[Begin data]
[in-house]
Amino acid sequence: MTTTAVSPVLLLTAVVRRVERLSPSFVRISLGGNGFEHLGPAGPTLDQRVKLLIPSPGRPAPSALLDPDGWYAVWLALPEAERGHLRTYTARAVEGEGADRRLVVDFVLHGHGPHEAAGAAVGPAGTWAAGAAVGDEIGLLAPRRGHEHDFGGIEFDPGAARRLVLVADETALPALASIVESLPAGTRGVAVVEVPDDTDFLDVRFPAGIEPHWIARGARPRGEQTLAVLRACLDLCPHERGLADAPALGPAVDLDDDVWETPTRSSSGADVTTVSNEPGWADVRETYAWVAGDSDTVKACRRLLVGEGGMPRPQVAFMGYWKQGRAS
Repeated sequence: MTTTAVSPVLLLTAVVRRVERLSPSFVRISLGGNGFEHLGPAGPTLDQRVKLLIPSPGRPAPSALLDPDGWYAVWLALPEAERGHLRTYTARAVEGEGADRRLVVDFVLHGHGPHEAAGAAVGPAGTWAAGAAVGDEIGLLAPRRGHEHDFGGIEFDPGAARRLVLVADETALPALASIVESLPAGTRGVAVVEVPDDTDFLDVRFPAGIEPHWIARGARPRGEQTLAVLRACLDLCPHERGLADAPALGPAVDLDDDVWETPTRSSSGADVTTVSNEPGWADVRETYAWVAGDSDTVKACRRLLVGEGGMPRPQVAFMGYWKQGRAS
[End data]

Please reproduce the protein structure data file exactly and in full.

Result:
[in-house]
Amino acid sequence: MTTTAVSPVLLLTAVVRRVERLSPSFVRISLGGNGFEHLGPAGPTLDQRVKLLIPSPGRPAPSALLDPDGWYAVWLALPEAERGHLRTYTARAVEGEGADRRLVVDFVLHGHGPHEAAGAAVGPAGTWAAGAAVGDEIGLLAPRRGHEHDFGGIEFDPGAARRLVLVADETALPALASIVESLPAGTRGVAVVEVPDDTDFLDVRFPAGIEPHWIARGARPRGEQTLAVLRACLDLCPHERGLADAPALGPAVDLDDDVWETPTRSSSGADVTTVSNEPGWADVRETYAWVAGDSDTVKACRRLLVGEGGMPRPQVAFMGYWKQGRAS
Repeated sequence: MTTTAVSPVLLLTAVVRRVERLSPSFVRISLGGNGFEHLGPAGPTLDQRVKLLIPSPGRPAPSALLDPDGWYAVWLALPEAERGHLRTYTARAVEGEGADRRLVVDFVLHGHGPHEAAGAAVGPAGTWAAGAAVGDEIGLLAPRRGHEHDFGGIEFDPGAARRLVLVADETALPALASIVESLPAGTRGVAVVEVPDDTDFLDVRFPAGIEPHWIARGARPRGEQTLAVLRACLDLCPHERGLADAPALGPAVDLDDDVWETPTRSSSGADVTTVSNEPGWADVRETYAWVAGDSDTVKACRRLLVGEGGMPRPQVAFMGYWKQGRAS